The Anchorage Chamber of Commerce did something a little different at its Monday luncheon. It gave the stage to someone who does not support lowering oil and gas taxes, a position held by many pro-business chamber members.
Before the luncheon, Rep. Les Gara, D-Anchorage, joked that he was entering the lion’s den. And just after he took the podium, Gara immediately acknowledged that he was facing a crowd that was not necessarily friendly to his views.
“We all do this. We hang around with people who agree with us,” said Gara. “One of the hardest intellectual challenges is to recognize that the guy on the other side probably has some pretty decent points. It’s just easier to assume they don’t know what they’re talking about.”
Gara came armed with a facts and figures, crammed into a power point presentation.
He defended tax reform passed during the Palin administration, known as ACES -- Alaska’s Clear and Equitable Share.
Gara also criticized Governor Sean Parnell’s bill, HB 110, which would scale back some of the tax increases under ACES. Gara claims it will cost the state more than 8 billion dollars over five years.
“While other states have suffered from budget deficits,” said Gara, “We’ve built a 16 billion dollar savings account, not including the Permanent Fund. It’s why we’re not firing teachers. It’s why we’re not firing fire fighters.”
Alaska’s Revenue Commissioner, Bryan Butcher, was in Kodiak on Monday, pitching the governor’s bill to the chamber there.
Butcher agrees that HB 110 might initially cost the state income, but says the governor has different priorities.
“He’s interested in growing the private sector over the government sector, looking long term, not just the future for us, but our children and our grandchildren,” said Butcher. “This is more important than trying to squeeze every dollar out today, to the long term detriment of resource development for the future of Alaska.”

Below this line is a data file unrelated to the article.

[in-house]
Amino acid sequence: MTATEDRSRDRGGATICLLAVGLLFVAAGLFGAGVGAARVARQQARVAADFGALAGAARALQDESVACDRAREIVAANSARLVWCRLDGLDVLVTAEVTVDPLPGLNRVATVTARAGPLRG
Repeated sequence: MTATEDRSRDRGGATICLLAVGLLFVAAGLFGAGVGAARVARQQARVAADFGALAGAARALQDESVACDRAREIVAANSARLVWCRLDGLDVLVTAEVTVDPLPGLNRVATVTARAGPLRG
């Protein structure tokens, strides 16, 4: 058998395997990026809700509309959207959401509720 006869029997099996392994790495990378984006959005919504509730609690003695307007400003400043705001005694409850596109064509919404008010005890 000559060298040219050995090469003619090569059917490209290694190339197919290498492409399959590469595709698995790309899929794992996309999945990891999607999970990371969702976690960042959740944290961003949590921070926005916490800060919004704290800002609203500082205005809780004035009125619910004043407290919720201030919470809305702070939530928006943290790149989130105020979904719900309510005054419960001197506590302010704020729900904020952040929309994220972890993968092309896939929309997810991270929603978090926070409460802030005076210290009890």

Essentially there are two incentive systems at odds: reducing taxes vs. offering tax breaks.
“If you invest, then you can buy down your tax rate,” says Gara. “We’re likely to have the most productive season on the North Slope in 20 years, because of ACES, because ACES says that if you invest in this state, you reduce your taxes.”
Opponents of ACES say that it hasn’t resulted in the kind of investment that will boost the flow of the TransAlaska Pipeline.
But Gara says tax breaks are a way to guarantee that producers will actually develop oil and gas -- that simply lowering taxes will allow them to take money out of the state.
He’s pushing for some new tax breaks -- one that would encourage the industry to develop heavy oil, and another that would give them credit for building new production facilities.
There was only one lawmaker in the room, Sen. Cathy Giessel, R-Anchorage -- and she was skeptical.
“This could be an exceedingly expensive money losing proposition, with all these credits,” said Giessel. “We have a lot of companies coming here to explore, but none of them have committed to producing what they find.”
Gara also spent considerable time during his chamber presentation doing what he called, “myth busting.” He argued that ACES hasn’t stifled investment or employment on the North Slope, and that North Dakota’s oil boom is not due more to changes in technology, rather than its tax structure.
One of Gara’s objections to reducing taxes, is, that the oil industry still won’t commit to more development.
Revenue Commissioner Bryan Butcher says Gara’s criticism is premature -- that HB 110 is yet to be heard in the Senate committees.
“I think we’ll see companies coming forward and being more specific,” said Butcher, who also says if HB 110 doesn’t work as intended, and spur the industry to produce more oil, then the measure could be revisited.
Former state senator Norm Rokeberg, who also sat in the Chamber audience, says he believes the Governor’s bill, which has already passed the House, is the best vehicle to boost production. But Rokeberg believes Gara may be right about creating tax breaks for heavy oil production.
“I think a lot of people appreciated his points of view. I think that’s the great thing about living in Alaska,” said Rokeberg. “We’re a relatively small group of people that’s willing to listen to all arguments before making our decisions.”